A few days ago I had a chance to give a talk on software design in Barcelona. The event was organized by Barcelona Software Craftsmanship group and hosted by eBay Enterprise International.
Plan for the class looked like this:
- Principles of software design - principles of the Software Design Process, DDD and decomposition, importance of fast feedback loop and iterations, boundaries and contracts. Divide and conquer principle. Domain events and API contracts as the core part of interchange contexts and enforcing long-term stability.
- Event Storming Overview - audience was too large to run an event-storming session within the conference. Instead we went though the theoretical aspects of event storming and various uses.
- Practical application of event-driven model - split domain implementation into modules; capture behaviors with verifiable use cases expressed via domain-events and API contracts; scale design to handle more features, team members and higher loads; high availability.
- CQRS Beers - an informal discussion, focused on QA, actual code and implementation details. We talked about CQRS/DDD principles, command buses, asynchronous UI updates, handling high load and ReactJS/FLUX.
I enjoyed the class and the beers afterwards. Many thanks to Alvaro García, Manuel Rivero, Cabre Barrera and Villazala Gordo for the invitation and organization of the event. Thanks to Angel Rojo for the photo.
These additional materials contain more information on the topics covered during the workshop. They can also provide answers to some questions we didn't have time to address.
- Sample modular backend for TODO app - work in progress, but already includes these use cases I showed during the workshop.
- HappyPancake Story - story of a HappyPancake project, covering many aspects of event-driven design, "micro-services", specifications and event-driven UI. Check this story, the others and simply browse the site.
- Being The Worst - light-hearted podcast on domain-driven design, implementation patterns and learning how to build a task manager. We are still doing it.
- Domain-driven Design - the foundational book by Eric Evans on DDD methodology and related patterns. Start reading it with the chapter on context Mapping. Keep in mind that "Domain Events" weren't considered to be very important when the book was written (things have changed since then).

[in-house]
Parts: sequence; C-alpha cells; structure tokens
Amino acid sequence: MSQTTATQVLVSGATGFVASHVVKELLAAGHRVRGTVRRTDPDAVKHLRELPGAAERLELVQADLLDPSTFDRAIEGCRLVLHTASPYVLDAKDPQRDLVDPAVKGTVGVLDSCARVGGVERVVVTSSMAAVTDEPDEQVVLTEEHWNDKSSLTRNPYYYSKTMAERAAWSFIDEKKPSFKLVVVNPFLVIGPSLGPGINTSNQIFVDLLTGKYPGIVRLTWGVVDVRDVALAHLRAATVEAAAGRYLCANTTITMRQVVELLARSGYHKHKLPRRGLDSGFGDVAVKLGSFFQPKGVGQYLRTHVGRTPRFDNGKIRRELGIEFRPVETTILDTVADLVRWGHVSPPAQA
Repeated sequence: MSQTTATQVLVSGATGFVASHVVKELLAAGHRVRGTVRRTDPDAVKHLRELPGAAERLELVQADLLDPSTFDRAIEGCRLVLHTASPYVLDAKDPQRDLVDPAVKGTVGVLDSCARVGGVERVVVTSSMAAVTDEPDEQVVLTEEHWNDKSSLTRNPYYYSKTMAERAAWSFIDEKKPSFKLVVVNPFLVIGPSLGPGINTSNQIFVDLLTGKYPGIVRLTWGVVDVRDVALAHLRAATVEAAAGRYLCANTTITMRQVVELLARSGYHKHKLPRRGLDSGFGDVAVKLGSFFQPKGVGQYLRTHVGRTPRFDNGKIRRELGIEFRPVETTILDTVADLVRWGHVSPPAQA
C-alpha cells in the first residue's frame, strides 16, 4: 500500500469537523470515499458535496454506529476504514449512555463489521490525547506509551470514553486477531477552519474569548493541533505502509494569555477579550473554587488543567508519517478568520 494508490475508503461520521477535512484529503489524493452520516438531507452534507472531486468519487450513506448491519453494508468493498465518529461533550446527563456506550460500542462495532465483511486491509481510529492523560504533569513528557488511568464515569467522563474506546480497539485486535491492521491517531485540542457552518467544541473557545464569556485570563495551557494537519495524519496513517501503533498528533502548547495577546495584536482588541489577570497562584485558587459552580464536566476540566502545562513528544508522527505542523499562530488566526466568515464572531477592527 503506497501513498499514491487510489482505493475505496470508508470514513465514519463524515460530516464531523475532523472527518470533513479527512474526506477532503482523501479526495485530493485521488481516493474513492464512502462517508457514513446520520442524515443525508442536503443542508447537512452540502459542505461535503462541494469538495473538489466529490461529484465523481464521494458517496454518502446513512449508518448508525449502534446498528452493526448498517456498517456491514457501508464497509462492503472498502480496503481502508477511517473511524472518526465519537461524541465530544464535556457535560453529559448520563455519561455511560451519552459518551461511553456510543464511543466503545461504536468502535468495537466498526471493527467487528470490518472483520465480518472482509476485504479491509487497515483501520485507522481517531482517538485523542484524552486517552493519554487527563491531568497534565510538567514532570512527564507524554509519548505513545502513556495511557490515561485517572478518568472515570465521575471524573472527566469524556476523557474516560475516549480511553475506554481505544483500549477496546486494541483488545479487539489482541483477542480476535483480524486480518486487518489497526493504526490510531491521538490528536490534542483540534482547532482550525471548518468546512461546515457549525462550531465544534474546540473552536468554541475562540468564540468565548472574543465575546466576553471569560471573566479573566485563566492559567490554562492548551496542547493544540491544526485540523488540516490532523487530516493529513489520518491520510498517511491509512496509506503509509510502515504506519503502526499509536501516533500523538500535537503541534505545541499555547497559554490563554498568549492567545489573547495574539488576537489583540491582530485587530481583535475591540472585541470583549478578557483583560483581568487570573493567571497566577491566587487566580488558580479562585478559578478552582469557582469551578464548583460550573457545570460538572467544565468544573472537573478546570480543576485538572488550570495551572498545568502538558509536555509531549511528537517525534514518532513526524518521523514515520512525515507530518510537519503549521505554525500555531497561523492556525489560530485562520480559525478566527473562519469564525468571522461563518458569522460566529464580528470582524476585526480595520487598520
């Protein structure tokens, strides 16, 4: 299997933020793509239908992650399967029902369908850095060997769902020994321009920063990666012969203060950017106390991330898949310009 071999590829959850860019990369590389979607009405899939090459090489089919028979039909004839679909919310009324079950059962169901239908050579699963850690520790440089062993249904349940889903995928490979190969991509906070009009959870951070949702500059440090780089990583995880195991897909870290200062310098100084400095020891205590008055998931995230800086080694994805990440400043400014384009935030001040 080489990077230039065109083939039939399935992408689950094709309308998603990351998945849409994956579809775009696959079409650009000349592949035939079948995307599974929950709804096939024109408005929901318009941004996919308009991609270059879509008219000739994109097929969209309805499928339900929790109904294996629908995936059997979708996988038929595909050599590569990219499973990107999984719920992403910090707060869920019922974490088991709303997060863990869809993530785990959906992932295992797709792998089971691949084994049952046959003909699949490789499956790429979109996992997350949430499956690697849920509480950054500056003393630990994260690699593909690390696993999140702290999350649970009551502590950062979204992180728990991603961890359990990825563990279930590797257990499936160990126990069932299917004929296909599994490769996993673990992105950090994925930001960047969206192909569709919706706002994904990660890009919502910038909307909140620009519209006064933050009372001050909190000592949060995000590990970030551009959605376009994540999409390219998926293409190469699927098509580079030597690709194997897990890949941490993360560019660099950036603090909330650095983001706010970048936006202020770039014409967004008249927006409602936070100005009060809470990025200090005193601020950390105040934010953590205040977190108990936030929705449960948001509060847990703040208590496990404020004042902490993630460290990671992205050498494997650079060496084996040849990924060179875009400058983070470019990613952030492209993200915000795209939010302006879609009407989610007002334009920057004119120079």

- Implementing DDD - newer book by Vaughn Vernon, addressing some concerns and questions which appeared since the "Blue Book" came out. Don't read the appendix on Event Sourcing, material there is very outdated.
- Ziobrando's Lair - blog by Alberto Brandolini, a great guy and an experienced DDD practitioner that coined term "event storming".
References above are most closely aligned with the material given during the workshop. If you have more specific questions, please don't hesitate to get in touch.
I enjoyed a lot the talk by Rinat... Interesting round of Q&A after the session and thanks to eBay to provide the snacks and drinks!
Masterclass on event driven design by @abdullin thanks for all the food for thought!
...really enjoyed the presentation of @abdullin about event driven software
The important is in the white spaces. Great talk. Thanks @abdullin @eBayESP @bcnswcraft
@abdullin really good talk today at meetup ;)
@abdullin thanks for the very interesting and information-packed conference at @eBayESP about #DDD and #eventDriven
- What did you like the most? I enjoyed a lot the explanation of emergent design from a DDD standpoint, event storming and all the discussion around domain events.
- What could make this class better? It would be very interesting to explain all these concepts just working on a simple problem and following all the steps you described on the emergent design with the same problem. For instance, the typical TODO list application how it would be implemented following the DDD approach.
- What else would you like to learn about? I think it would be very useful to do a practical workshop and work on a problem and practice event storming, context mapping, develop some component using tactical design patterns, measure and then, refactor it in a second sprint.